Beyond “Pure” Mental Models of College: Parallel Versus Intertwined

by Jeffrey Robinson

How do students view the purpose of college? What do they value—the piece of paper they receive at the end, the courses that they take, the social and extracurricular opportunities, or the overall experience? In our large national study of higher education, we have interviewed more than 1,000 students who come from 10 disparate schools across the United States. Through careful examination of these in-depth interviews, we have identified four distinct mindsets that can succinctly characterize the college experience of a student. As part of our detailed analyses of each transcript, we identify the predominant “mental model” of higher education for each student (for more information, please click here).

For the most part, students approach college with one of the four mental models that we have identified: inertial (after high school, one goes to college); transactional (one goes to college and does only what is required to get a degree and then secure a job); exploratory (one goes to college to learn about unfamiliar fields of study and try out new activities, academic and/or social), and transformational (one goes to college to think about and question one’s own values and beliefs, with the expectation, and presumably the hope, that one may change in fundamental ways). To be sure, these descriptions are what sociologists term “ideal types”: students don’t necessarily use these exact words or phrases, nor does every student fit neatly into one of these categories. However, the identification of the prevalent (or primary) mental model is usually quite clear. 

As researchers, we have become intrigued by “exceptions” and the possible reasons for these cases. And so, when we come across a student (or a group of students) who seem to possess or embody more than one primary mental model, we take special note. An example: a student may indicate the precise goal of pursuing a particular career, but at the same time, may also see college as a unique opportunity to develop independence and reflect on his/her own ingrained values. One can characterize such a student as having both a transactional and a transformational mental model of college.

In our review of individual student mental models, we have identified two mixed types—parallel and intertwined. In the case of parallel, the mental models exist simultaneously but rather independently, leading these students to compartmentalize their goals, courses, and activities throughout the college experience. For others that we term intertwined, the mental models interact; this combination can either enrich the student experience or cause conflicts—for example about priorities or the structuring of time.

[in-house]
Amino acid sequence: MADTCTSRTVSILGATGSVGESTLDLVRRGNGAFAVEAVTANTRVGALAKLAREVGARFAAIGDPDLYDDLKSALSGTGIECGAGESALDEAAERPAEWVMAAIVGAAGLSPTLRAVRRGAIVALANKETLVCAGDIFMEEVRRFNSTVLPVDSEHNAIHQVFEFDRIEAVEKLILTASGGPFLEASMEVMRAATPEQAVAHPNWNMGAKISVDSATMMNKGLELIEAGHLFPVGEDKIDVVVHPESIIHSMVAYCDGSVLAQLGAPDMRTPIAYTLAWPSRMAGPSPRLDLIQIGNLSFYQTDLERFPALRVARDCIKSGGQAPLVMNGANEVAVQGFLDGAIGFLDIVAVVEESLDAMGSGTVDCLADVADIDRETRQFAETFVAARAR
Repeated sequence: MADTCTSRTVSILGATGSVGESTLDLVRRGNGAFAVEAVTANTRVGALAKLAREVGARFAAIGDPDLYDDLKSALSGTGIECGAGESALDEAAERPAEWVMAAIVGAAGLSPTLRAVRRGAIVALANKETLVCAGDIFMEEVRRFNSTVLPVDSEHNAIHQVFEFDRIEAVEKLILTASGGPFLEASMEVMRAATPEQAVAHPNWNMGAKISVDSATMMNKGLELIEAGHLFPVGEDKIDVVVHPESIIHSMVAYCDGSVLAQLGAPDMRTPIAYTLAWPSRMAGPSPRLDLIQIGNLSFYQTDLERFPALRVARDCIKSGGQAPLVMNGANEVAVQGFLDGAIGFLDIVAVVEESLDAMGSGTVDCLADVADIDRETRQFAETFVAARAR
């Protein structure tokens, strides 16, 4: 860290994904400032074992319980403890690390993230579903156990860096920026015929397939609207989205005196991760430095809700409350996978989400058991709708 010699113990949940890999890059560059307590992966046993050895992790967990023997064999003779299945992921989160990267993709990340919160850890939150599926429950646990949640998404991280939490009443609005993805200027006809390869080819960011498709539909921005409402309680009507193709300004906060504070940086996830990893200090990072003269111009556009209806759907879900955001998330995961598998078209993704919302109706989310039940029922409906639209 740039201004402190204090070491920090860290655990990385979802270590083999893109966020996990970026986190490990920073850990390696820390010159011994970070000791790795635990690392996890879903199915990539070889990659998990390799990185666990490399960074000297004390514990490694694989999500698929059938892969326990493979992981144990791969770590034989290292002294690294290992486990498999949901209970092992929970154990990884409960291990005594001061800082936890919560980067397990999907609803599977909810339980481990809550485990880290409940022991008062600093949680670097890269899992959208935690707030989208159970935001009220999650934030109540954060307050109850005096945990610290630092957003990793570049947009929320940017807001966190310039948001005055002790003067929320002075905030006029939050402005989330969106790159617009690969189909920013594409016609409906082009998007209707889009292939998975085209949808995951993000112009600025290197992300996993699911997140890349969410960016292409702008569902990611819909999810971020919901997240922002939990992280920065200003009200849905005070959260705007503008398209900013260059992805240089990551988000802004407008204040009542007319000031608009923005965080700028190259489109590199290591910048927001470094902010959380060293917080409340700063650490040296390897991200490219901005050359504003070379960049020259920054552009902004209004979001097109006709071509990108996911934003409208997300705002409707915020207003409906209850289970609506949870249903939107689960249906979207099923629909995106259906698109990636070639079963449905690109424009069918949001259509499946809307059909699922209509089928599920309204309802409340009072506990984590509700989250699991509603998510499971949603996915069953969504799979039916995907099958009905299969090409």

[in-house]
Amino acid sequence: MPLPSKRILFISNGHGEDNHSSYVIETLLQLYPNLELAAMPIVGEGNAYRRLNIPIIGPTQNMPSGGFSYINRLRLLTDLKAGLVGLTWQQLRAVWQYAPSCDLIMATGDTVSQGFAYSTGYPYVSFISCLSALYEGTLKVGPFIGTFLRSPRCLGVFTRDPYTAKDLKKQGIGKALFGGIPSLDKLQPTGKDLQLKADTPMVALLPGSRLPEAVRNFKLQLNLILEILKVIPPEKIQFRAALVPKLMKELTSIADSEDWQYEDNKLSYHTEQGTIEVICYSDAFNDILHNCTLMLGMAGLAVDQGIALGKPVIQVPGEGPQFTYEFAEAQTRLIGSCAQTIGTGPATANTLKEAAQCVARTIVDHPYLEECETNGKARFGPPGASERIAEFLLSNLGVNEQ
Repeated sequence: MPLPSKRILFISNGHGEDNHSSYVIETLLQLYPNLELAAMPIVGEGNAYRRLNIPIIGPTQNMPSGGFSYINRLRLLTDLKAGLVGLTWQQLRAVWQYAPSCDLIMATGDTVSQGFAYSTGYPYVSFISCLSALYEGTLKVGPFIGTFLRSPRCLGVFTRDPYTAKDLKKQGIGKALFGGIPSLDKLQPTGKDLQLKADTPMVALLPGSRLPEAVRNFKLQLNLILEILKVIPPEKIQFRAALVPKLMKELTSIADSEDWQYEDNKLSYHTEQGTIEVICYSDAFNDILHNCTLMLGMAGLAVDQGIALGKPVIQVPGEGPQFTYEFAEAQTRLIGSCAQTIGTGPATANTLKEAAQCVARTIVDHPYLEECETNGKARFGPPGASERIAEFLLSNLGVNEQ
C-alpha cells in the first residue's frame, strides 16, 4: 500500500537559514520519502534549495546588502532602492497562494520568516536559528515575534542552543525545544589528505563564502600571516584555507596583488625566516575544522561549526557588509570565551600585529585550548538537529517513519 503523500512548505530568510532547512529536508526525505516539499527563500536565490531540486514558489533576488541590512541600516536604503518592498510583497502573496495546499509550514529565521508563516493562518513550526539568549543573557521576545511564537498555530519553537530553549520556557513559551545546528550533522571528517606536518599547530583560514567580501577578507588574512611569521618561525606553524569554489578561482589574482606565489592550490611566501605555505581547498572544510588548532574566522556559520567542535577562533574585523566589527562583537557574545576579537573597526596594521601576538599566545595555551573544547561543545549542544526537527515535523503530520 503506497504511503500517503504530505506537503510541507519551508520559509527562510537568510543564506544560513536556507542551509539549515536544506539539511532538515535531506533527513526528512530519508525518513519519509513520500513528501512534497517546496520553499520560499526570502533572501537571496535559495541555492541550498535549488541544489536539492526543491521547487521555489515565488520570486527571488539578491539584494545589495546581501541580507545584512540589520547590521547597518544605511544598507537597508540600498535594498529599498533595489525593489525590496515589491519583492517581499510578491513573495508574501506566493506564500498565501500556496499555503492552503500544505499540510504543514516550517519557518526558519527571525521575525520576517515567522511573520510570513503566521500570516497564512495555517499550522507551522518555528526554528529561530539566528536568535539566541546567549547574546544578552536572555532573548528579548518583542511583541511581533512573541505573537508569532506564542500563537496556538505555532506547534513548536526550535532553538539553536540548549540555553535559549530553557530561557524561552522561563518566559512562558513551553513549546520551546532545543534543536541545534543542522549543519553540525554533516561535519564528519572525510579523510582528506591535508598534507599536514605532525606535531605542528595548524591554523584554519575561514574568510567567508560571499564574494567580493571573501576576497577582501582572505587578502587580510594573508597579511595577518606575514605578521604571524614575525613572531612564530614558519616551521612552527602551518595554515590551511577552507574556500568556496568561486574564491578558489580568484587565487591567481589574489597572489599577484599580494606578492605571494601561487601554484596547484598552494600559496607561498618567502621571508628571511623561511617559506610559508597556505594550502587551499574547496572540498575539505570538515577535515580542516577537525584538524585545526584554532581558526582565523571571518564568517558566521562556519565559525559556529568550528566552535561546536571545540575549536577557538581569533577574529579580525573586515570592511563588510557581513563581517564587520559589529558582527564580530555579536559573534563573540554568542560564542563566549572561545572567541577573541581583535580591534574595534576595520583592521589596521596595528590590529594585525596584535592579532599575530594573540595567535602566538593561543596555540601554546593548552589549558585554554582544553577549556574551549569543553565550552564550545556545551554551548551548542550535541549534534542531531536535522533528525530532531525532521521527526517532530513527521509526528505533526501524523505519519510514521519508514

Consider the cases of Mary and Jack, students at different schools. Both exhibit indications of transactional and transformational mental models. Mary’s mental models (parallel) are carried out on quite separate tracks, while Jack’s mental models (intertwined) seem to merge. In Jack’s case, transformation only becomes possible because of his transactional mindset securing of a higher education degree. 

Mary: Parallel Mental Models

Mary is a first year student at a small, selective school, located in a suburban area. Like the majority of her peers, she lives on campus and participates in extracurricular activities with a close-knit group of friends. Mary claims to have chosen her school because it will enable her to “get some mastery in some particular field so [she] can have an employable plan”—she refers repeatedly to her search for a major that will “work out in the long term.” She explains the importance of how her school “is really good with helping you build connections with alumni who are involved in the same things that you want to find a job in… [the school] really helps in terms of job placement, just getting a job in general.” She is also quite clear that her choice to come to this particular school was made with her resume in mind; as she says, “In terms of career decisions, it’d be nice to have [name of college] on the resume.” Throughout the interview, Mary responds to many of our open-ended questions, such as “What are your goals for college?” with a “transactional” view—perceiving the college experience as a means of achieving particular academic and professional goals.

However, when answering questions about campus life and extracurricular opportunities, Mary seems to veer in a different direction. She acknowledges that, “in terms of growth as a person… it’s very, very difficult to replicate the experience of college in any other medium.” Even in her first year, she talks about how college has “definitely challenged the way I think,” citing conversations with friends that occur outside the classroom—“They’re great for just helping us really identify what our beliefs are.” In general, Mary describes college as an opportunity that “gives me a different lens on a lot of issues that I previously thought I had a concrete understanding of.” This mindset leads Mary to approach social experiences with an openness to introspection and transformation, a stark contrast to her narrow view of academic goals. With these parallel mental models, Mary approaches the academic and social realms with two different mindsets.